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Your homework is due tonight.

 Most homework is due at the beginning of the next class. The teacher assigns something and tells the students, “This is due tomorrow.”

There are many problems with this method. One, it encourages procrastination. Students put off doing the work, save it for the next day, and complete it hastily in another class or at lunch when they could be learning or hanging out with their friends.

Worse, this method prevents teachers from intervening early enough. If I check homework at the beginning of class, what happens to students who didn’t complete it? Do they complete an alternate activity? Do I change my lesson entirely? Or do a I forge ahead and try to catch up those students after school?

To deal with this problem, I’m trying something new. I’m making homework due tonight.

Here’s what I’m doing so far: On Mondays, my students write an essay in class. Part of their homework is to type it on Google Docs before 11 p.m. that night.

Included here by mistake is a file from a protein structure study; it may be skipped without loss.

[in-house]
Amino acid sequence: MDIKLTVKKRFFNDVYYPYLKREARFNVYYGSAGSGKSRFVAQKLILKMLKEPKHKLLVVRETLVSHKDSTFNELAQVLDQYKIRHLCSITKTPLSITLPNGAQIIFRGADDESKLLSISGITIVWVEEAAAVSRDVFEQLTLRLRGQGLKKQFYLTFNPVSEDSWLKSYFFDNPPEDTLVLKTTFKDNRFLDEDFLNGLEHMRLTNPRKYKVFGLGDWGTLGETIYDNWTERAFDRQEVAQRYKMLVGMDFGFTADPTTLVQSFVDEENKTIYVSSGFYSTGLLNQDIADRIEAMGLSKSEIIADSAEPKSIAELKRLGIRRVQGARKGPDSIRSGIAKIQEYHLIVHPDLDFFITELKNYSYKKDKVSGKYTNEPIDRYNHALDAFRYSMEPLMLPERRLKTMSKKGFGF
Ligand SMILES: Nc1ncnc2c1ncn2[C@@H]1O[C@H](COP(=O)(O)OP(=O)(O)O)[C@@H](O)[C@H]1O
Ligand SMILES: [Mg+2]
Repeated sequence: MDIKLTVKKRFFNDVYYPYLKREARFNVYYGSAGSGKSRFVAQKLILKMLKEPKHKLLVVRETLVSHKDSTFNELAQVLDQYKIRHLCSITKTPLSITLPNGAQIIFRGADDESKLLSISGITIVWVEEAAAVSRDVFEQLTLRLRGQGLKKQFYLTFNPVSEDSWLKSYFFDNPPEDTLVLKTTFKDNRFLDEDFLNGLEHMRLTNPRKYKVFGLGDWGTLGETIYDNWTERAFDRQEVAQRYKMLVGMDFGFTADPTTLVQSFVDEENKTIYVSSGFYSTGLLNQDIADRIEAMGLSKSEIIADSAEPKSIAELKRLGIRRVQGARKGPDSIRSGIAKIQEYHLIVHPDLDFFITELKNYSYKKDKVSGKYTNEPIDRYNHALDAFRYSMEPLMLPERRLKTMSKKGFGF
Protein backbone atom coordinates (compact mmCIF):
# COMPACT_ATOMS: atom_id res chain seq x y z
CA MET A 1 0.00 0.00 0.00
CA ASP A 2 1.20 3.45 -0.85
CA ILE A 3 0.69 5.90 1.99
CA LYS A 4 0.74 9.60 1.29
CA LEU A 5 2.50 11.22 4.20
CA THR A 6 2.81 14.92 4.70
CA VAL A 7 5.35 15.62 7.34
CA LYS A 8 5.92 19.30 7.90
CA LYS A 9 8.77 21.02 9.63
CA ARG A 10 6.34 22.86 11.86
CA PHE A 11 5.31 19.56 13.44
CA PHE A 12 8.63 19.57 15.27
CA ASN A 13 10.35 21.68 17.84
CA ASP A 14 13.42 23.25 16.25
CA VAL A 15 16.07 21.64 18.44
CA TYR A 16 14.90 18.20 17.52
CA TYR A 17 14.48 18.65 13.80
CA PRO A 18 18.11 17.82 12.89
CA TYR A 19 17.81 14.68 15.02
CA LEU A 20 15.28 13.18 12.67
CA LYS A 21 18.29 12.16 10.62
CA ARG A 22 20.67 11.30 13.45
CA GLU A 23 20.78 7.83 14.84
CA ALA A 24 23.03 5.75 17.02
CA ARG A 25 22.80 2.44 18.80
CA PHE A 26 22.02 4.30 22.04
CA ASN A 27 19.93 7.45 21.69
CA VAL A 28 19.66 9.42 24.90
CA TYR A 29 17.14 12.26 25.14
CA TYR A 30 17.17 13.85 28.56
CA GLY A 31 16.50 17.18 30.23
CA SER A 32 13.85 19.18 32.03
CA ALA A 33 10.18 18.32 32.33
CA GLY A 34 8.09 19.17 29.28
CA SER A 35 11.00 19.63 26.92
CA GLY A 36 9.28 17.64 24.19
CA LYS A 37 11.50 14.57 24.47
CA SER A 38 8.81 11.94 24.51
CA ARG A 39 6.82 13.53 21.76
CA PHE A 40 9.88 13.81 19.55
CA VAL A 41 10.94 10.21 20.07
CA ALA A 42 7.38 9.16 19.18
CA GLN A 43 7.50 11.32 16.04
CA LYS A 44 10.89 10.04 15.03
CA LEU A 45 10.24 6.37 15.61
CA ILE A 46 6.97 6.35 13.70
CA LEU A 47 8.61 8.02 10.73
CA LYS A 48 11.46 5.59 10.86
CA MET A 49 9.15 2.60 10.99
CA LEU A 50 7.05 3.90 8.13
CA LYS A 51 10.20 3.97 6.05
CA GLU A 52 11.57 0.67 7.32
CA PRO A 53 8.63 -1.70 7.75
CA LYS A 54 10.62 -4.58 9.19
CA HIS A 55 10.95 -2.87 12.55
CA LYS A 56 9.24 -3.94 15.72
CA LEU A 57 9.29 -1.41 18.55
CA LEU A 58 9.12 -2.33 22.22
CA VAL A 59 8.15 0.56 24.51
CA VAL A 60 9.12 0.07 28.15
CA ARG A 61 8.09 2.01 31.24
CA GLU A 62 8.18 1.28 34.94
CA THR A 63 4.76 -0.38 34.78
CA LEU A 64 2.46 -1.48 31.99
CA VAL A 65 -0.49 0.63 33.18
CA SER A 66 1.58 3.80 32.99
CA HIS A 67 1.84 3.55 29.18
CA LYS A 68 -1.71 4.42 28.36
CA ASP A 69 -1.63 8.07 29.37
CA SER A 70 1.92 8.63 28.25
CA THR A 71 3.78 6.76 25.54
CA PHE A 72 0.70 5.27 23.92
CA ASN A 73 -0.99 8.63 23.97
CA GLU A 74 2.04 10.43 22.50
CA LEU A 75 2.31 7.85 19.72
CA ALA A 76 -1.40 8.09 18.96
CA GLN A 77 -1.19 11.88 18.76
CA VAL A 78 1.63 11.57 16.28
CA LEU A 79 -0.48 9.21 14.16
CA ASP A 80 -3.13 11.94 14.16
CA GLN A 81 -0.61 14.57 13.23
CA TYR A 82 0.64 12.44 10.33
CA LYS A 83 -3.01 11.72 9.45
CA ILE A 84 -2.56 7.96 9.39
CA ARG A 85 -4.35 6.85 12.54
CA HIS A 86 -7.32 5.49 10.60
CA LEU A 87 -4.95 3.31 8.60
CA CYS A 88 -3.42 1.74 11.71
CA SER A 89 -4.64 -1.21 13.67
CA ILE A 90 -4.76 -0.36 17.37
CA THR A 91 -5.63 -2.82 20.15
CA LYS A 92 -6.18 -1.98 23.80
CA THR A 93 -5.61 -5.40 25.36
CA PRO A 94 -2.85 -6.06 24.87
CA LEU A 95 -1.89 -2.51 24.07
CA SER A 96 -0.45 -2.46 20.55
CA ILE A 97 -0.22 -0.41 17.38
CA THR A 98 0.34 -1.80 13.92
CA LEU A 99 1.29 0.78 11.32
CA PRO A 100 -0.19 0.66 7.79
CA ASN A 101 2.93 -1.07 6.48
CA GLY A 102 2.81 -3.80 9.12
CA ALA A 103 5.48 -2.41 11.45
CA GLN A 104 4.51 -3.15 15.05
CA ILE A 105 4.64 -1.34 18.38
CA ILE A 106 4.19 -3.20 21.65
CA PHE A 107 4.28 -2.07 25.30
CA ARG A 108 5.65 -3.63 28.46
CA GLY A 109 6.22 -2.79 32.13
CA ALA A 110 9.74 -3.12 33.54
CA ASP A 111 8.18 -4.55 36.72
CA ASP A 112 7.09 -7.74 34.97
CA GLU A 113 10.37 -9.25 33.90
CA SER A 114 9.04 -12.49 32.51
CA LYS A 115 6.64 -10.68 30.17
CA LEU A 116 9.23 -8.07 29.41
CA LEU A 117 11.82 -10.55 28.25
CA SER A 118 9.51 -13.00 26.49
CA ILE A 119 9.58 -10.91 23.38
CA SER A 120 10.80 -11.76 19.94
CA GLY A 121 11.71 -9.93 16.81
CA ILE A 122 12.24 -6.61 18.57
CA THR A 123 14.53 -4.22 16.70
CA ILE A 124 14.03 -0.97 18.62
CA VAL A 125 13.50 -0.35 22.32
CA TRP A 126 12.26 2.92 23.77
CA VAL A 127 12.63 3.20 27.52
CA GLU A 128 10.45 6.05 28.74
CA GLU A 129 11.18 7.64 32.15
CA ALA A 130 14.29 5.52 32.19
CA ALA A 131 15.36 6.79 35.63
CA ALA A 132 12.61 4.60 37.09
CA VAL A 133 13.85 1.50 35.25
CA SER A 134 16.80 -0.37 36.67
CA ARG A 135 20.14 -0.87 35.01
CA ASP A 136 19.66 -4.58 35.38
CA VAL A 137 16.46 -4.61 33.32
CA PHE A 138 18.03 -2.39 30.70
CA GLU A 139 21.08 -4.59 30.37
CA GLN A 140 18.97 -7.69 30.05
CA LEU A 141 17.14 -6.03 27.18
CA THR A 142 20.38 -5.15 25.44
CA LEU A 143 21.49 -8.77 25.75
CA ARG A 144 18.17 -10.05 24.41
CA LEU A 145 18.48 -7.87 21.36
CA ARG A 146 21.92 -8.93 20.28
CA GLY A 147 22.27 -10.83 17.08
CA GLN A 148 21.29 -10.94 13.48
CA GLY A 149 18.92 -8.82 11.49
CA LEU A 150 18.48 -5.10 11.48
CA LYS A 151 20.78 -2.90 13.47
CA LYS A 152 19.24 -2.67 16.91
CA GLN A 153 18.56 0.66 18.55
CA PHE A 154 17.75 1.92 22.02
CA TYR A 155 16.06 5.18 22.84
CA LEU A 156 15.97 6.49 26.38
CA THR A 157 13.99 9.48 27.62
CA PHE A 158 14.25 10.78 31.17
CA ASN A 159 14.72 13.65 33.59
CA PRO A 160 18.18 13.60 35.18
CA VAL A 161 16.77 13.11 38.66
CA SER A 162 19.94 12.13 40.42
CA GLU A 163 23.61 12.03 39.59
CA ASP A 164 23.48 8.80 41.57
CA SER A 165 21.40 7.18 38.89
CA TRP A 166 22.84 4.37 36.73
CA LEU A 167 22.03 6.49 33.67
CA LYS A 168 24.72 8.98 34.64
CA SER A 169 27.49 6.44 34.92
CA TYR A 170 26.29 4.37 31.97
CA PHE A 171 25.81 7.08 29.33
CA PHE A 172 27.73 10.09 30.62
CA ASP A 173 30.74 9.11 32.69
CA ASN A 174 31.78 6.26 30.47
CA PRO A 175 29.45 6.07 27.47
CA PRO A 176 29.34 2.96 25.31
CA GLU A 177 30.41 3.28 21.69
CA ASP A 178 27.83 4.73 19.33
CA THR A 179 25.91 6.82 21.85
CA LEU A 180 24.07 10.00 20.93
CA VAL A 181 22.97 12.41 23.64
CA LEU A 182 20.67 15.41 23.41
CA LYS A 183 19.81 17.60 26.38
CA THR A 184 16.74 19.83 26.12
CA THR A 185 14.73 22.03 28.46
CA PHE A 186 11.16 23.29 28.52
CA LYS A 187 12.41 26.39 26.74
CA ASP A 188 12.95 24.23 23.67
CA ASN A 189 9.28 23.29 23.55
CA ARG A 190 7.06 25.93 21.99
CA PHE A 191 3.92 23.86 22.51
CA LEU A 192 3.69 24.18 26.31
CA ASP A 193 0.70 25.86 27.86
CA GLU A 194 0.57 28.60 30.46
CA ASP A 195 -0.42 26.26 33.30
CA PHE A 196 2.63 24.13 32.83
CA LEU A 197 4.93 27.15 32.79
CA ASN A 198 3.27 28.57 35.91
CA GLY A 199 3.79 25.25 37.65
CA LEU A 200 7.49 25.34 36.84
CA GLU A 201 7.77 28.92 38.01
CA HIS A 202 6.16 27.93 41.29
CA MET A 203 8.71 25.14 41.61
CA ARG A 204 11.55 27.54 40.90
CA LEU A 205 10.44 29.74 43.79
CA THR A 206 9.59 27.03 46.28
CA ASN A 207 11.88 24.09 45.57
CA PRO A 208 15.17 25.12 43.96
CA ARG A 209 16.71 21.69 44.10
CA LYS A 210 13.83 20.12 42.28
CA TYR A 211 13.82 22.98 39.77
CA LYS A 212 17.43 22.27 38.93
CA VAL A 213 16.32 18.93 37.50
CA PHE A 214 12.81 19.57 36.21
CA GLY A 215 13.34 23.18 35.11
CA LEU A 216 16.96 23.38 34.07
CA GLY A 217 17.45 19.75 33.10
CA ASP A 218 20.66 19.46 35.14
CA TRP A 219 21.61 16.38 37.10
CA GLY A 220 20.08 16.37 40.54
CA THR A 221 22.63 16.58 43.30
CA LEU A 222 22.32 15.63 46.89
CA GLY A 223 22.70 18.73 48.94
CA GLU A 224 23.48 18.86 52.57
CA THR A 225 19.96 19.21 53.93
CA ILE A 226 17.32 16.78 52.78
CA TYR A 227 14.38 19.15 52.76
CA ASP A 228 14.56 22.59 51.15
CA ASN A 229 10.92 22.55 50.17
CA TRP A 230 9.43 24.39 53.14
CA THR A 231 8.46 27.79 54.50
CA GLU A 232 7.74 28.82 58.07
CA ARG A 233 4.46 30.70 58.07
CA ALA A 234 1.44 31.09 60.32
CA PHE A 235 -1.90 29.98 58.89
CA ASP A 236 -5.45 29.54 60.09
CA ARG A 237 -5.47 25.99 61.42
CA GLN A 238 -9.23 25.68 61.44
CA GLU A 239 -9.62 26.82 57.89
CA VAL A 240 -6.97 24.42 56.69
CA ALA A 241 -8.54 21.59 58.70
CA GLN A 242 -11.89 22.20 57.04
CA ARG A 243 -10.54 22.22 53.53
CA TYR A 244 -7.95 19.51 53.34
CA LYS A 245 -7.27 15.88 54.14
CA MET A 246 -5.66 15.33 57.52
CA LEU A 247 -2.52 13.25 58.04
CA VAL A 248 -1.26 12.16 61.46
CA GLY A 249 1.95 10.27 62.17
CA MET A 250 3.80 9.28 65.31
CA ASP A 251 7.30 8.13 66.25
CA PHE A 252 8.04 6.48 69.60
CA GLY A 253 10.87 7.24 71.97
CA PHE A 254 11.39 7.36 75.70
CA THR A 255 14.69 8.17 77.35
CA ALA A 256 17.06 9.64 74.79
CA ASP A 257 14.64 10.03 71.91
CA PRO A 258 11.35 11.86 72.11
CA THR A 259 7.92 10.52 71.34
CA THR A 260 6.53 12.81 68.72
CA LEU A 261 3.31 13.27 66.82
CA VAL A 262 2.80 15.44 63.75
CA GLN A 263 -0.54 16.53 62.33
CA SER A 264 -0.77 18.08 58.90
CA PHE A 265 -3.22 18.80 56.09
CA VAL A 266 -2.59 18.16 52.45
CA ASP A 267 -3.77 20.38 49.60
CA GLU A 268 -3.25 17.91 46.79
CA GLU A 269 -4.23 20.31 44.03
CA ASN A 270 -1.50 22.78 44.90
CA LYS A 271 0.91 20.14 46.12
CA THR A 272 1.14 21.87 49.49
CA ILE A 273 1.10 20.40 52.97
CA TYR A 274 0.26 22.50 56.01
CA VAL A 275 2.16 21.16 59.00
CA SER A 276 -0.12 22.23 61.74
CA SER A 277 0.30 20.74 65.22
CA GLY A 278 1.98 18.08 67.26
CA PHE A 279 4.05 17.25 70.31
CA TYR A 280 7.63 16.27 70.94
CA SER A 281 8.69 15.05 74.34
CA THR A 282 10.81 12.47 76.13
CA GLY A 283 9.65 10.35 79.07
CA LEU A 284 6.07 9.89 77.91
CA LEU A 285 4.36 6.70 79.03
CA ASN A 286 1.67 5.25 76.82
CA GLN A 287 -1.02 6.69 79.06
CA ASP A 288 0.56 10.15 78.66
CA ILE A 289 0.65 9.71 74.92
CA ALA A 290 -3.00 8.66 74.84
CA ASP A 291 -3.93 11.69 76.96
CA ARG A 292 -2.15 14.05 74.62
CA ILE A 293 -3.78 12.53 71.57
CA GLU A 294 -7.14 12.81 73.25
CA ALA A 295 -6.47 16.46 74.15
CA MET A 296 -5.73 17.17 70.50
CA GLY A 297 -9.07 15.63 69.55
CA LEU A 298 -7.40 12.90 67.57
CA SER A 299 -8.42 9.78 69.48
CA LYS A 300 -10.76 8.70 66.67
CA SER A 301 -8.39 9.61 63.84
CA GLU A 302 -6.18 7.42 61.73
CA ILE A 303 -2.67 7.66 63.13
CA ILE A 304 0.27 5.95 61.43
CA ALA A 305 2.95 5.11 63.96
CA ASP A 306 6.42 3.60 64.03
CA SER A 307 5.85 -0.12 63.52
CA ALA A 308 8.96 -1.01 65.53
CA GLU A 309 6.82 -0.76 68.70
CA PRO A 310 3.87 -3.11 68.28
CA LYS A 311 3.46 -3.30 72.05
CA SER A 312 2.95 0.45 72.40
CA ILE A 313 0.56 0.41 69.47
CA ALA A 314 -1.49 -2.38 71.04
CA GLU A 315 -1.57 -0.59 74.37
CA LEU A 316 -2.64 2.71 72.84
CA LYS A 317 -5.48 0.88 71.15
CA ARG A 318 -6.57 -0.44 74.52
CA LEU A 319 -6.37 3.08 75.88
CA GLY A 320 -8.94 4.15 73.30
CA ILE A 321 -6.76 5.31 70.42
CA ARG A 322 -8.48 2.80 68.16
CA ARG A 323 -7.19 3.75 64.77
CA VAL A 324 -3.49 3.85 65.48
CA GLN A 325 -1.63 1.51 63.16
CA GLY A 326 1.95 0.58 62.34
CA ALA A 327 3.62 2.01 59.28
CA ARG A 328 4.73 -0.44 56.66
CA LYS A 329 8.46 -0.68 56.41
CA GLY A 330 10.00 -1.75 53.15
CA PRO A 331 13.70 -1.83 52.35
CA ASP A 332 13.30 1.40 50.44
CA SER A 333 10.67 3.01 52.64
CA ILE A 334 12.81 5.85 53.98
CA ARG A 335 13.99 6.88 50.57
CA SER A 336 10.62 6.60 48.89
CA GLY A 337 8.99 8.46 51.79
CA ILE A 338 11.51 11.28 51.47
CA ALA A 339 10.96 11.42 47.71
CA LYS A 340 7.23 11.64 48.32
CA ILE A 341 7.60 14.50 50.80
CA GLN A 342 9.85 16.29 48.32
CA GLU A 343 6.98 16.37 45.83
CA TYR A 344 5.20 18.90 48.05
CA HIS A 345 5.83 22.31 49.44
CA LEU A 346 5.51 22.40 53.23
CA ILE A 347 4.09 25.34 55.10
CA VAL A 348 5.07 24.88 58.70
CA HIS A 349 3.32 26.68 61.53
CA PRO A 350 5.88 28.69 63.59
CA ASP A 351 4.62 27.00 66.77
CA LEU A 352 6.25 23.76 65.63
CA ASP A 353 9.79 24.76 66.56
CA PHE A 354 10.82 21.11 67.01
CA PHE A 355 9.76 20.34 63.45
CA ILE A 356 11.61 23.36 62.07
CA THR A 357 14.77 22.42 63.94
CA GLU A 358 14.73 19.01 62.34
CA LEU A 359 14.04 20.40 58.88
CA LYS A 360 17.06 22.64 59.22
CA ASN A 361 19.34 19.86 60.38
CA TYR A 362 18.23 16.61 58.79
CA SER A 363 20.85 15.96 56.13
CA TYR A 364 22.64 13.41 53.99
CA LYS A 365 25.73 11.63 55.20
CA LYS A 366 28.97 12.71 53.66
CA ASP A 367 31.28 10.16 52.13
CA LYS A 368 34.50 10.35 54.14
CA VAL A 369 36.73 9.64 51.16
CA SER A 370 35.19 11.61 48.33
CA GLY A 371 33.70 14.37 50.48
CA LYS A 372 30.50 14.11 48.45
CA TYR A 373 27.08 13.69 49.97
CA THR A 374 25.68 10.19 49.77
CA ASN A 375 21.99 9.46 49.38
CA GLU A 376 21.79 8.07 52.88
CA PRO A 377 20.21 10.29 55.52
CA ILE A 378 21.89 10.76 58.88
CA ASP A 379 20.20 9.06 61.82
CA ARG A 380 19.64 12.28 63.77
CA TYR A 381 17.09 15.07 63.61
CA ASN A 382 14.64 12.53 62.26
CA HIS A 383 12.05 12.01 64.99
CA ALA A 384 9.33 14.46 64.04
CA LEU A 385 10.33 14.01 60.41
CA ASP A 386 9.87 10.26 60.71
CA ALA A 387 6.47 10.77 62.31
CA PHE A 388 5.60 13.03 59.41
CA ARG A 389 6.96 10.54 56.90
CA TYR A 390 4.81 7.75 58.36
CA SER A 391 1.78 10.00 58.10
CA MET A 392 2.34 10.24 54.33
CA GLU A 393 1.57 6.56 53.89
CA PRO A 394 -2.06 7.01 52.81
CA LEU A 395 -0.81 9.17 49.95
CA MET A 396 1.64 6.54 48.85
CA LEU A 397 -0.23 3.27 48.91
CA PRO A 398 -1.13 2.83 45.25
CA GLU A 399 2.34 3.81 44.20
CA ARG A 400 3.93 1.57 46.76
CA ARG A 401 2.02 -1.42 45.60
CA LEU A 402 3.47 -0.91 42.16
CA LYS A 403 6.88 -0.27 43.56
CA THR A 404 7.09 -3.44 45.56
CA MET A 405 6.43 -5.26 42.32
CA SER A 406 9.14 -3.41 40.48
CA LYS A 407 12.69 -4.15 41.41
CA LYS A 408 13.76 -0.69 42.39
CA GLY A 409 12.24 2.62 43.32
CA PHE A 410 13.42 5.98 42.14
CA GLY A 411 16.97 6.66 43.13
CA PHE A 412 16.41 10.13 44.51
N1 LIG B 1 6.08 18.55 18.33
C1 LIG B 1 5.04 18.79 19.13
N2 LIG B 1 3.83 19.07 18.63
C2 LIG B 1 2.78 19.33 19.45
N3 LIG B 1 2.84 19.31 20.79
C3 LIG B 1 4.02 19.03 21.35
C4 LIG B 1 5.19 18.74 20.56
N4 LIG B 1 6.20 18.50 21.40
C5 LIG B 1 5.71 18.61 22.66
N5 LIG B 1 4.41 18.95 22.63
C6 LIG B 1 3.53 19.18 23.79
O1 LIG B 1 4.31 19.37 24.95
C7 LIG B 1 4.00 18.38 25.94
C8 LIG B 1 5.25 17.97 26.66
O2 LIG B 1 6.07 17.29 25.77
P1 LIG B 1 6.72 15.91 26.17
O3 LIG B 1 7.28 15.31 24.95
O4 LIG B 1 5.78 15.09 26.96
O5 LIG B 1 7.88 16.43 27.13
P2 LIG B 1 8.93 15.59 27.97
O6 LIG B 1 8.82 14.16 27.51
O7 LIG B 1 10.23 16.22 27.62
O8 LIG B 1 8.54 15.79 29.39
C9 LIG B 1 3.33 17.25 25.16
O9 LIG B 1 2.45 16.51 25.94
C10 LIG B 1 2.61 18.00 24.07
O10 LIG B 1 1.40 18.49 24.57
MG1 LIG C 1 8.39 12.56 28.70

So far, it’s worked. My turn-in rate is as high as if I gave them more time. Plus, I know who didn’t complete the homework far before the next class. That means I can text them, intervene, ask them what’s wrong, and even require them to come before school the next day for help. In other words, I close the loop much more quickly, and students see that I care about them so they don’t fall behind.

I’m liking this so much that I began having homework formerly due on Monday now due on Sunday night. As long as students have working computers and Internet (which I make sure of), I can see this practice extending to all nights of the week.

What I’m trying to do is enter my students’ academic psyches outside of class time and outside of school. When they want to stop thinking about English, they can’t. There I am. And there’s work to do. 

4 comments

  1. Oscar Luna

    Bloody brilliant. Not only have you made it easier to identify which students may need help completing an assignment, you’ve made turning in that assignment as simple as uploading a Facebook picture, which I’m sure your students know how to do very well. Eliminating procrastination as an option to your students will also benefit them in college. A tip of the hat to you, Mr. Isero!

    • Mark Isero

      Thank you, Oscar. Means a lot coming from you. Yeah, as I’m sure you know, one of the biggest challenges is to encourage students to keep working hard after they’ve put in an eight-hour day at school. Procrastination is a biggie, especially for high-skilled students. I’ll keep you posted about whether this idea works.

Please share your brilliant insights!